A Different Holy Week

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Photo by AP x 90 on Unsplash

Well, this will be different.

Holy Week for many Christians, as well as for many other faithful who worship significant holidays during this time of year, will soon realize that this too is unfamiliar.

We will trade in our traditions and our comfort for a harsh yet sacred invitation to reunite with God.

Holy Week, beginning with Palm Sunday, captures the rise and (temporary) fall of Jesus- ending with his death on the cross on Good Friday.

For many of us, Holy Week is typically a prayerful practice of our imagination. This year, it is a live performance.

Some will be called to be Simon of Cyrene who carried the cross for Jesus on his way to His death. These first responders and medical professionals will try to alleviate the pain and suffering for God’s creation.

Others will be called to mourn their loved ones dying before them and dying alone. Some, like Mary, will see their children leave this world too soon. Some, like John, will see their dear friend pass. Like many disciples and friends of Jesus, others will be far away from the final breath.

Some politicians will wash their hands like Pontius Pilate.

Others will act out of greed like Judas.

Many will simply do nothing.

Too many will unfortunately die this week, and like Jesus, we will wonder how this could be different. Like the song, “Could We Start Again, Please?” from the play Jesus Christ Superstar, these words will resonate true from the hearts of the living:

I’ve been living to see you
Dying to see you, but it shouldn’t be like this
This was unexpected, what do I do now
Could we start again, please?

I’ve been very hopeful so far
Now for the first time I think we’re going wrong
Hurry up and tell me this is just a dream
Or could we start again, please?

Some of us, and I pray, most of us, will trade in our processions, devotions, and worship for the role of observer from our home. We will be like those on the sidelines who saw Jesus walk by to his death, finally understanding what it must have been like 2,000 years ago to see such suffering and injustice in our communities. We will do this from afar, seeing the rising death count and sensing the overwhelming fear and heartbreak.

A note: Before the pandemic, the unjust walk to the cross was (and still is) a reality for many, especially those most vulnerable in society.  Too often, we turned our attention elsewhere- where it was safer, easier, comfortable.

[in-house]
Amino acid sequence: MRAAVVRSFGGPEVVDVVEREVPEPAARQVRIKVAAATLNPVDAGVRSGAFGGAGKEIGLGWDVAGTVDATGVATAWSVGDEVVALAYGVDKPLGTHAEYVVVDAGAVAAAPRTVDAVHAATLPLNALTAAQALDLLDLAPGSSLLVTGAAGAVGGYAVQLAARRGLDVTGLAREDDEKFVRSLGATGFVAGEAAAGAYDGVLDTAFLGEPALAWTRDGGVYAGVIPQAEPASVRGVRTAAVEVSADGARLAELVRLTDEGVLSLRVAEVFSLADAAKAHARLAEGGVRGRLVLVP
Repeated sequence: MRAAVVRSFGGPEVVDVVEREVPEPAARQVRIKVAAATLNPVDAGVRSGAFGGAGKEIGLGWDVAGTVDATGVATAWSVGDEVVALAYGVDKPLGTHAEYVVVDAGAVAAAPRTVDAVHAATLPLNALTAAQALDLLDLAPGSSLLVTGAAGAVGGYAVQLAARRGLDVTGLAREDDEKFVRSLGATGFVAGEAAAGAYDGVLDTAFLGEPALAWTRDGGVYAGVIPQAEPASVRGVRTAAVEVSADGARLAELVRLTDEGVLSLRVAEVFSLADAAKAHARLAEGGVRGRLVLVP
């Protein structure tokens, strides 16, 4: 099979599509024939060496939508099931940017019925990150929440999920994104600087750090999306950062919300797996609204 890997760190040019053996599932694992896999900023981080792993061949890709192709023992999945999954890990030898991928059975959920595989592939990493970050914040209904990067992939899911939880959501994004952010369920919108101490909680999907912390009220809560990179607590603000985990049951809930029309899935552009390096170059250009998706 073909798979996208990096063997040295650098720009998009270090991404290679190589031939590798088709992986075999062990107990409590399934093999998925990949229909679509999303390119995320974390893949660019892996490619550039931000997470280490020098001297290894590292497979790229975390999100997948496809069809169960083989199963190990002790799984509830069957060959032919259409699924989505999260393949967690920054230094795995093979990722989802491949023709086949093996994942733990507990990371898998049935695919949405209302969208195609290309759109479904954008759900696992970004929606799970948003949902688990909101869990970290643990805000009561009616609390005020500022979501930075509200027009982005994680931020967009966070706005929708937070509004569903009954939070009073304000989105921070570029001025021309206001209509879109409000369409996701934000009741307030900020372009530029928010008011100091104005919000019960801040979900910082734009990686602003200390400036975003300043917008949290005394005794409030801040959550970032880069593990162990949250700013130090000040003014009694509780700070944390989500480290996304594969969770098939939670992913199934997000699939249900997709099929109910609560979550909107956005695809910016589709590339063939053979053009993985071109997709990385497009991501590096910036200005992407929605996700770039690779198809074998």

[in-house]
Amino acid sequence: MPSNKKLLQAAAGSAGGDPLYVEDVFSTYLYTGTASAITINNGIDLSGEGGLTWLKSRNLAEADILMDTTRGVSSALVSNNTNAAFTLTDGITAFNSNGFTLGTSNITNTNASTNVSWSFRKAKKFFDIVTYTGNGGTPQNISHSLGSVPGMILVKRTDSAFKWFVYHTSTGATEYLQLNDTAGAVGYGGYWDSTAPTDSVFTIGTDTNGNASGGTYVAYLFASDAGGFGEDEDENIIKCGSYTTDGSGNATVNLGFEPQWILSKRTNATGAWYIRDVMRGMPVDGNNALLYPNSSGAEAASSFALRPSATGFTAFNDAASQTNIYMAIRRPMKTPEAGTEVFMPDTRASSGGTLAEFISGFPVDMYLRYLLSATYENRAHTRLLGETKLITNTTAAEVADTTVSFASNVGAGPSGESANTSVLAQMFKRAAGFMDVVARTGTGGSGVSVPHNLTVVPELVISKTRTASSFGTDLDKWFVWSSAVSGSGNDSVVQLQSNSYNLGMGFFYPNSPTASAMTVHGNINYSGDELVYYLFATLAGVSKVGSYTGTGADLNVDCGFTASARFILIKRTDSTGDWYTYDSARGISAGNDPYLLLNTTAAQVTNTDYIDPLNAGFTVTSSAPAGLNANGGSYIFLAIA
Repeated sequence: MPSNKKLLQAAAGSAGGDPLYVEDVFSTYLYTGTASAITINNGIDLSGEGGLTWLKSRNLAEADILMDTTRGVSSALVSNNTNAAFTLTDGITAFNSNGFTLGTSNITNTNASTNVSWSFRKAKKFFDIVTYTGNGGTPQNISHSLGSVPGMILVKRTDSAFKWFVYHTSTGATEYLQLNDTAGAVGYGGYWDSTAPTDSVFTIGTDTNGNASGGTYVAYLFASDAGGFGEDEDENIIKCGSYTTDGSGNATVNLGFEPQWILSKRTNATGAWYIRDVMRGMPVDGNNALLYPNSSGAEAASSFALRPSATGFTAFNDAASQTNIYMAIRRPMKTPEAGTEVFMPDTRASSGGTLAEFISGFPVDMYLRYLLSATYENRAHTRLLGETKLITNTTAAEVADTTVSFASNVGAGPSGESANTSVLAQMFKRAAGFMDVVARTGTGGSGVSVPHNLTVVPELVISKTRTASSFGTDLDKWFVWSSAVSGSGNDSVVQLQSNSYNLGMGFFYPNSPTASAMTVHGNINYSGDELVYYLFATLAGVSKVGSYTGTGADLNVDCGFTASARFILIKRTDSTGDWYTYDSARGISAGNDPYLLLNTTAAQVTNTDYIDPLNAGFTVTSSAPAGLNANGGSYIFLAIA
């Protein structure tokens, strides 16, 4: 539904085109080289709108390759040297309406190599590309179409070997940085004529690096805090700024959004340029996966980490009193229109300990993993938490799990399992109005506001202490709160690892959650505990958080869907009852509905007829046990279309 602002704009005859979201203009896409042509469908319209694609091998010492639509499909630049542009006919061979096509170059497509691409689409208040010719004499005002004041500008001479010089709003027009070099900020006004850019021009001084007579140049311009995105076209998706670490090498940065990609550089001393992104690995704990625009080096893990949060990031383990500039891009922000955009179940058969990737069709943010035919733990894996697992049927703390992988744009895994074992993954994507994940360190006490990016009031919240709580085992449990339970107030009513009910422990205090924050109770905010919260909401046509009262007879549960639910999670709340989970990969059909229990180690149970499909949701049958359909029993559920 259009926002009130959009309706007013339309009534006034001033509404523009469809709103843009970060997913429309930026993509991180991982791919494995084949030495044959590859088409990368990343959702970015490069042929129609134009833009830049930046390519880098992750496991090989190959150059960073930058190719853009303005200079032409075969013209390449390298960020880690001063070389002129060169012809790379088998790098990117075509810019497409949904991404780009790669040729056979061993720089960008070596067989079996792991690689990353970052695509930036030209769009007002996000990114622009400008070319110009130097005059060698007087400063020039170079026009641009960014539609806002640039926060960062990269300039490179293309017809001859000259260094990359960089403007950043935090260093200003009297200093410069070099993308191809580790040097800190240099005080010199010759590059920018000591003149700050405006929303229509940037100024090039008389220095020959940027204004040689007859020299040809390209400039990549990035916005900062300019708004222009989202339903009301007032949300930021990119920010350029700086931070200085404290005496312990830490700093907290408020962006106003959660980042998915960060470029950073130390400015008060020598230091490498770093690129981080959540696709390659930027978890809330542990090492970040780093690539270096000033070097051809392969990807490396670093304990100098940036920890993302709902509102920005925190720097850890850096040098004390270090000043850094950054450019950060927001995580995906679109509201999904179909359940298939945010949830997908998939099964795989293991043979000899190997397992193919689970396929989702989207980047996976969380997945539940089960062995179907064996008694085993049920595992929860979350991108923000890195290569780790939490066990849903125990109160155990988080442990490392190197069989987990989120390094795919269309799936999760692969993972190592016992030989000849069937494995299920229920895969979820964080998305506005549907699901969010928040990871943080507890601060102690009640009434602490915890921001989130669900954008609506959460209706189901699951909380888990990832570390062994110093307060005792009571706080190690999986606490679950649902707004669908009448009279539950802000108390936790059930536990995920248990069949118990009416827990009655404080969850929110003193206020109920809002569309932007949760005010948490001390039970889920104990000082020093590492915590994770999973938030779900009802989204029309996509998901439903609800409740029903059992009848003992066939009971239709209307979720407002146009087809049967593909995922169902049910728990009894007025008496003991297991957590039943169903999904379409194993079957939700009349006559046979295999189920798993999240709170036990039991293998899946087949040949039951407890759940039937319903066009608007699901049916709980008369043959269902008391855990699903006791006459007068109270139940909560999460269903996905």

Whatever role we play, this different Holy Week invites us to open ourselves to this experience with courage and vulnerability.

While the Church doors will be closed, our hearts are called to open like never before.

You see, what begins on Palm Sunday does not end on Good Friday. Yes, it knocks us to our knees- but it is here where we then stand up.

It is here, in the suffering, that we discover God. We understand love in a new, immeasurable way- not just for ourselves and our families, but for our larger human family. Might we finally bring to life the hope of Jesus that “we all become one.” (John 17:21)

On the night before He died, Jesus asked God to take away what was to come, before finally surrendering Himself and accepting God’s will. We do not know if Jesus knew what would follow His death, but we have the advantage of knowing how this story ends.

We, too, must surrender, and trust in our God that does not inflict pain, but remedies it. Yes, we pray for a miracle and we see it answered in all who are sacrificing their lives as you read these words and as I write them. God is as present now as God was present with Jesus as He lived that first Holy Week.

2,000 years later, we walk our own Holy Week, united in blood and sweat, in fear and worry, in mourning and despair. We can play many parts this week, as we do throughout our lives, yet in the end, we are called to simply be God’s beloved. Surrender and trust, knowing in the depths of your heart that God is there.

My prayers for you this Holy Week…

 

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